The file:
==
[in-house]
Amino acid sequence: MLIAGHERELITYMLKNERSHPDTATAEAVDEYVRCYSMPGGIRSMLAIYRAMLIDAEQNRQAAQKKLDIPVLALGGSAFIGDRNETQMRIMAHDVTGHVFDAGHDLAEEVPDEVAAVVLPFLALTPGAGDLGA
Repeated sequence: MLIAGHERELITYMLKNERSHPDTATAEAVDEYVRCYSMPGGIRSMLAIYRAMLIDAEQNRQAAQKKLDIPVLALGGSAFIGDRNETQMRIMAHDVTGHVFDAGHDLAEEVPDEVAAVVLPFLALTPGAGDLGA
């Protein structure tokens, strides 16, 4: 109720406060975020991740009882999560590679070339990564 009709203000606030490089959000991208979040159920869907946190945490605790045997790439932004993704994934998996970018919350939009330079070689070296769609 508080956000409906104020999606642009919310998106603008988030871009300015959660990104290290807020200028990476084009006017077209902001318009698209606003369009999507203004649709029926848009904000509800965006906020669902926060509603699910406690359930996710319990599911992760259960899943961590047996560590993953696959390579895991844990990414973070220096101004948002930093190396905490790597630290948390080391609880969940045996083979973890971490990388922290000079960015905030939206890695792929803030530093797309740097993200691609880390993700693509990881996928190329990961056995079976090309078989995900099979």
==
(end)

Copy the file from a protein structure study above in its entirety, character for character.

[in-house]
Amino acid sequence: MLIAGHERELITYMLKNERSHPDTATAEAVDEYVRCYSMPGGIRSMLAIYRAMLIDAEQNRQAAQKKLDIPVLALGGSAFIGDRNETQMRIMAHDVTGHVFDAGHDLAEEVPDEVAAVVLPFLALTPGAGDLGA
Repeated sequence: MLIAGHERELITYMLKNERSHPDTATAEAVDEYVRCYSMPGGIRSMLAIYRAMLIDAEQNRQAAQKKLDIPVLALGGSAFIGDRNETQMRIMAHDVTGHVFDAGHDLAEEVPDEVAAVVLPFLALTPGAGDLGA
């Protein structure tokens, strides 16, 4: 109720406060975020991740009882999560590679070339990564 009709203000606030490089959000991208979040159920869907946190945490605790045997790439932004993704994934998996970018919350939009330079070689070296769609 508080956000409906104020999606642009919310998106603008988030871009300015959660990104290290807020200028990476084009006017077209902001318009698209606003369009999507203004649709029926848009904000509800965006906020669902926060509603699910406690359930996710319990599911992760259960899943961590047996560590993953696959390579895991844990990414973070220096101004948002930093190396905490790597630290948390080391609880969940045996083979973890971490990388922290000079960015905030939206890695792929803030530093797309740097993200691609880390993700693509990881996928190329990961056995079976090309078989995900099979």